Difference Between Fundamental Rights and Directive Principles - DPSP and Fundamental Rights

By Ritika Pant|Updated : December 21st, 2022

The main difference between Fundamental Rights and Directive Principles (DPSP) is fundamental rights are justiciable, while directive principles are not. Fundamental Rights are a set of human rights conferred to Indian citizens by the Constitution of India. The six fundamental rights enjoyed by all Indian citizens are - the right to freedom, right to education, right against exploitation, right to freedom of religion, right to equality, and the right to constitutional remedies.

Difference Between Fundamental Rights and Directive Principles of State Policy PDF

Directive Principles of State Policy (DPSP) are the ideals nations must abide by while formulating policies and enacting laws. Another difference between fundamental rights and directive principles is that the former has been conferred to Indian citizens by the Constitution of India. At the same time, the latter is a set of guidelines that the Indian government has to abide by while enacting laws or forming policies.

Table of Content

Difference Between Fundamental Rights and Directive Principles - DPSP vs FR

Although Fundamental Rights and Directive Principles complement each other, there are some critical differences between them. The most crucial difference is that Fundamental Rights are human rights, whereas Directive Principles of State Policy are ideals the state must keep in mind while formulating policies.

Fundamental Rights vs DPSP

Thus, Fundamental Rights are guaranteed to the citizens of India by the Constitution, and the Directive Principles act as the guiding light for the government while enacting laws and framing policies. The difference between directive principles and fundamental rights has been enumerated below:

Difference Between Fundamental Rights and Directive Principles

Fundamental Rights

Directive Principles of State Policy

Fundamental Rights are enumerated in Part 3 of the Indian Constitution of India. Articles 12 to 35 of the Indian Constitution discuss the fundamental rights guaranteed to Indian citizens.

Part 4 of the Indian Constitution of India deals with Directive Principles of State Policy. Articles 36 to 51 talk about DPSP in detail.

Fundamental rights are the basic rights guaranteed by the Constitution of India to Indian citizens.

Directive Principles of State Policy is a set of guidelines to be followed by the Indian government while formulating policies and enacting laws.

The fundamental rights provided by the Constitution of India help to establish a state of political democracy in India.

Directive Principles of State Policy help in India's economic and social democracy prevalence.

The welfare of Indian citizens is the crux of Fundamental Rights.

Directive Principles of State Policy help the community's welfare at large.

Violation of Fundamental Rights is punishable by law.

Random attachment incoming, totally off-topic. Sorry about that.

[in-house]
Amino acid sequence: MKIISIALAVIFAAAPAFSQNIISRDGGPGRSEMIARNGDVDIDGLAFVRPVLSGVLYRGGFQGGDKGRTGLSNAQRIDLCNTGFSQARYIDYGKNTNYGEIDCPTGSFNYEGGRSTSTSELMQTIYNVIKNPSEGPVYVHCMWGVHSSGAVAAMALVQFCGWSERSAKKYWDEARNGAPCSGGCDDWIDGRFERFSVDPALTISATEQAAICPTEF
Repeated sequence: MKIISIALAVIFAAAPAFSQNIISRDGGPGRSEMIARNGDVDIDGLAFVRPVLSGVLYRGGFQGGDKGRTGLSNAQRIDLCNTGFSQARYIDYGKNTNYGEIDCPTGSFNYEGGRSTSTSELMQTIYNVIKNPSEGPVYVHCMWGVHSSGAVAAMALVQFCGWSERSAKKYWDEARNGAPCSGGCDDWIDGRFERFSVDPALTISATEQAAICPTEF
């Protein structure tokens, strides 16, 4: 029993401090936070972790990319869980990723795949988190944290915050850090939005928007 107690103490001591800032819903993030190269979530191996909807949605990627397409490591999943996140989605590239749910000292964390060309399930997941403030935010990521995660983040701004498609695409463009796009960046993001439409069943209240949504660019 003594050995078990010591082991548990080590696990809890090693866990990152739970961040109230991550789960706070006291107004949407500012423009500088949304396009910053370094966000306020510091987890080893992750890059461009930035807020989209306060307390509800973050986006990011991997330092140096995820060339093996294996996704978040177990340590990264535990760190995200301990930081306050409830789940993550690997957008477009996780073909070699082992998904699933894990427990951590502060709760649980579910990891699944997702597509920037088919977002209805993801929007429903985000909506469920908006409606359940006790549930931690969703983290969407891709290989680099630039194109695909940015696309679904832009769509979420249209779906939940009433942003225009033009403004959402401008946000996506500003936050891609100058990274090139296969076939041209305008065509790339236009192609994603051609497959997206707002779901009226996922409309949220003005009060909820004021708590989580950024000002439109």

Violation of DPSP is not a punishable crime by law.

In case of any violation, Fundamental rights can legally be enforced by the courts of law.

DPSP are not justiciable in case of any violation.

Even a law enacted by the Government of India can be declared unconstitutional and invalid if there is any violation of Fundamental Rights.

Even if a law does not abide by the Directive Principles of State Policy, no court of law has the right to declare the same invalid or unconstitutional.

Fundamental Rights are often deemed as a type of restriction imposed on the government of India.

DPSPs are directions that help the government achieve its goals and objectives lawfully.

In case of any National Emergency, a part of the Fundamental Rights can be discontinued for the time being. However, those enumerated in Articles 20 and 21 cannot be stopped or nullified.

DPSP can never be paused under any prevailing circumstance.

The concept of Fundamental Rights was taken from the United States of America.

The concept of Directive Principles of State Policy was taken from the Constitution of Ireland, which was taken from the Spanish Constituency.

Fundamental Rights Vs DPSP (Directive Principles Of State Policy)

The key difference between fundamental rights and DPSP is the central features of fundamental rights and directive principles lie in the way of legislating the law aided by the Constitution.

  • Fundamental rights are the right of every individual provided by the Indian Constitution.
  • In contrast, the directive principles support the creation of a welfare state based on financial and social perspectives by applying Gandhian and liberal principles.
  • The Constitution can implement fundamental rights; however, directive principles are established in welfare states.

Fundamental Rights and Directive Principles

Below are a detailed description of fundamental rights and directive principles of the state, including their meaning, features, and objectives.

Fundamental Rights of the Indian Constitution

  • Fundamental Rights can be expressed as the basic rights secured to every resident of India under the Constitution.
  • These rights provide the balanced and efficient growth of the qualities of the citizens of India.
  • These rights are listed in Part III of the Constitution in India, under Articles 12 to 35.
  • Fundamental rights also guarantee that civil privileges are offered to all citizens to make them competent to live peacefully.
  • These rights bound the State specified under Article 12 of the Constitution from intruding on the citizens' freedom.
  • Fundamental Rights assure Political Democracy.